Reply
Sherilyn @ Wholepromise January 30, 2012 at 6:26 pm

I would be delighted to lunch with you and share these snake beans even if their name does conjure up weird thoughts. The flavours sounds amazing. Hope you are well, x

Reply
john@heneedsfood January 30, 2012 at 6:52 pm

I absolutely adore snake beans no matter how they’re prepared. Even raw is nice! Love the flavours you’ve got going here as well as the tofu

Reply
Three-Cookies January 30, 2012 at 7:01 pm

Laura’s loss it seems:) I haven’t eaten this for a while.

Reply
Miss Piggy January 30, 2012 at 7:42 pm

They’re not made from real snakes StarLoz…honest. I’m going to make this at home…looks tasty and simple. My two favourite things when cooking.

Reply
TasteFood January 31, 2012 at 8:20 am

I’ve never cooked with these bean before. This looks and sounds wonderful.

Reply
Rufus' Food and Spirits Guide January 31, 2012 at 8:46 am

What a beautiful dish!

Reply
Rita (mademoiselle délicieuse) January 31, 2012 at 8:53 am

Love this dish, regarless of whether it’s made with tofu or pork! Snake beans also make me think of Mum – if not in a stir-fry, she’d chop them into tiny bits and throw them in with scrambled eggs.

Reply
Courtney January 31, 2012 at 9:00 am

Okay, so now I really want to go out and find snake beans…never heard of them before this. But I think I might love them.

Reply
Anna @ the shady pine January 31, 2012 at 12:34 pm

The tofu is a great touch! I must admit I love beans of any description and these look full of flavour.

Reply
Lisa {Smart Food and Fit} January 31, 2012 at 3:30 pm

Mmm, love the seasonings in this dish! Snake beans look so much fun, I think my 5 yr old would even eat them! lol

Reply
Nami | Just One Cookbook January 31, 2012 at 7:37 pm

Absolutely love this flavor and would love to give this a try. I’ve seen these snake beans in Chinese market, but never bought one. Now I have a great reason! 😉

Reply
Christy January 31, 2012 at 8:12 pm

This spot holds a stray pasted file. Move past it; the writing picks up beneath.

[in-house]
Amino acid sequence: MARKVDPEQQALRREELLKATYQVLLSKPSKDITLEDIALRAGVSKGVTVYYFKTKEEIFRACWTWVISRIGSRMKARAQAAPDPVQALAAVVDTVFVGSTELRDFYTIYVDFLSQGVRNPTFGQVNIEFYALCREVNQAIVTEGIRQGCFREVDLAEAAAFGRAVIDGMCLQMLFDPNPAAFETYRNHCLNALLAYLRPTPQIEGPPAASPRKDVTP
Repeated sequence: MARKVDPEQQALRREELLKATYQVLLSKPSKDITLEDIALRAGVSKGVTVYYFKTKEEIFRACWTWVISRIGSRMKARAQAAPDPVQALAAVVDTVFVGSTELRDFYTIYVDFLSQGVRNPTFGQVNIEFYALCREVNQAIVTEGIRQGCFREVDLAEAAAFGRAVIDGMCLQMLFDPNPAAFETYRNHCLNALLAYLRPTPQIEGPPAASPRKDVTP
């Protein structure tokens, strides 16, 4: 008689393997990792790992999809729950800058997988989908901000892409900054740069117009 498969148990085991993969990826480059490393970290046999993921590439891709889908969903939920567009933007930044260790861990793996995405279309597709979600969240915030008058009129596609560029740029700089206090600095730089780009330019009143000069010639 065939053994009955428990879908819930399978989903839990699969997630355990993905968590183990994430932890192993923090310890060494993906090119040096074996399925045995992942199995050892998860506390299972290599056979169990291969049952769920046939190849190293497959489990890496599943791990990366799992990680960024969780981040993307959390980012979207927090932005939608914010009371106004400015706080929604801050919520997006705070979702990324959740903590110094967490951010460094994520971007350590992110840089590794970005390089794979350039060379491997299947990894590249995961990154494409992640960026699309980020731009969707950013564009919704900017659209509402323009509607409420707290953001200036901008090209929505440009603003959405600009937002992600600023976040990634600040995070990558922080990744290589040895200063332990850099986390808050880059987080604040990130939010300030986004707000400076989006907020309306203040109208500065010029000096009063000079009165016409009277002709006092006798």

Delicious and spicy, this looks very appetizing yet healthy!:D

Reply
Sissi February 1, 2012 at 4:03 am

I had no idea they were called snakebeans, but I cook thel and love them especially for their crunchiness. (I buy them in Asian shops, where they are often strangely labelled…) This Thai dish looks fantastic and thank you for the pork version (I think I’d use this one even though I have nothing against tofu 😉 )

Reply
Joyti February 1, 2012 at 10:26 am

I love those snake beans (we call them “long beans”) – even as a kid, they’re so good. And your preparation sounds so good, and spicy. Yum!

Reply
Jennifer (Delicieux) February 3, 2012 at 12:51 pm

I’ve never had snake beans, but I do love regular beans. Do they taste much different to regular beans? Love the spicy treatment you’ve given them 😉

Reply
Wholesome Cook February 3, 2012 at 6:00 pm

They have a slightly different, more soft but “meatier” texture, I’ve found.

Reply
Heidi - Apples Under My Bed February 3, 2012 at 4:26 pm

awe, this brings back memories of my beloved rural, western thailand 🙂
Heidi xo

Reply
sara (Belly Rumbles) February 4, 2012 at 3:15 am

I am a massive fan of snake beans, will be adding this to my recipes. Yum

Reply
peasepudding February 4, 2012 at 4:54 am

I love snake beans, we don’t see them often in NZ but you should see people’s faces when we do! Love your recipe.

Reply
chefconnie March 16, 2012 at 10:40 pm

Love this blog. Just found it. The stir fry is beautiful.

Reply
realfunfood March 21, 2012 at 2:29 am

This looks so good, but the best thing is how it’s served!

Reply

Leave a Reply

This site uses Akismet to reduce spam. Learn how your comment data is processed.